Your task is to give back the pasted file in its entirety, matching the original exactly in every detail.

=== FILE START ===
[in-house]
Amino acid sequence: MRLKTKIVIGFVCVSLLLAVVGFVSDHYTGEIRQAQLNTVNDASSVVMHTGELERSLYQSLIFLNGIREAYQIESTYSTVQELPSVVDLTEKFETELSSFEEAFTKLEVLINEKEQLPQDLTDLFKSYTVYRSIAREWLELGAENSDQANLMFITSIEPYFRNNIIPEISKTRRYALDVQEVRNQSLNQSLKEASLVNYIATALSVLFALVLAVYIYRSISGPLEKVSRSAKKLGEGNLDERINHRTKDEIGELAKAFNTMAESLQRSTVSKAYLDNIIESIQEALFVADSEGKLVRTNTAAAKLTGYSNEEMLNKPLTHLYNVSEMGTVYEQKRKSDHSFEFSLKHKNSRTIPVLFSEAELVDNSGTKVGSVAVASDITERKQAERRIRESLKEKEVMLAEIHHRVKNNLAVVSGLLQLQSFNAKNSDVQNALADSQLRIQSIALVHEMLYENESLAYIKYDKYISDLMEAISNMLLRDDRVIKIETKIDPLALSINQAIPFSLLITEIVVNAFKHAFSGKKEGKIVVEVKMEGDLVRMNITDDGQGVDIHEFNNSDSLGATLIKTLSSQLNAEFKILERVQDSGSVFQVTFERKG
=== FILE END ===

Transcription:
[in-house]
Amino acid sequence: MRLKTKIVIGFVCVSLLLAVVGFVSDHYTGEIRQAQLNTVNDASSVVMHTGELERSLYQSLIFLNGIREAYQIESTYSTVQELPSVVDLTEKFETELSSFEEAFTKLEVLINEKEQLPQDLTDLFKSYTVYRSIAREWLELGAENSDQANLMFITSIEPYFRNNIIPEISKTRRYALDVQEVRNQSLNQSLKEASLVNYIATALSVLFALVLAVYIYRSISGPLEKVSRSAKKLGEGNLDERINHRTKDEIGELAKAFNTMAESLQRSTVSKAYLDNIIESIQEALFVADSEGKLVRTNTAAAKLTGYSNEEMLNKPLTHLYNVSEMGTVYEQKRKSDHSFEFSLKHKNSRTIPVLFSEAELVDNSGTKVGSVAVASDITERKQAERRIRESLKEKEVMLAEIHHRVKNNLAVVSGLLQLQSFNAKNSDVQNALADSQLRIQSIALVHEMLYENESLAYIKYDKYISDLMEAISNMLLRDDRVIKIETKIDPLALSINQAIPFSLLITEIVVNAFKHAFSGKKEGKIVVEVKMEGDLVRMNITDDGQGVDIHEFNNSDSLGATLIKTLSSQLNAEFKILERVQDSGSVFQVTFERKG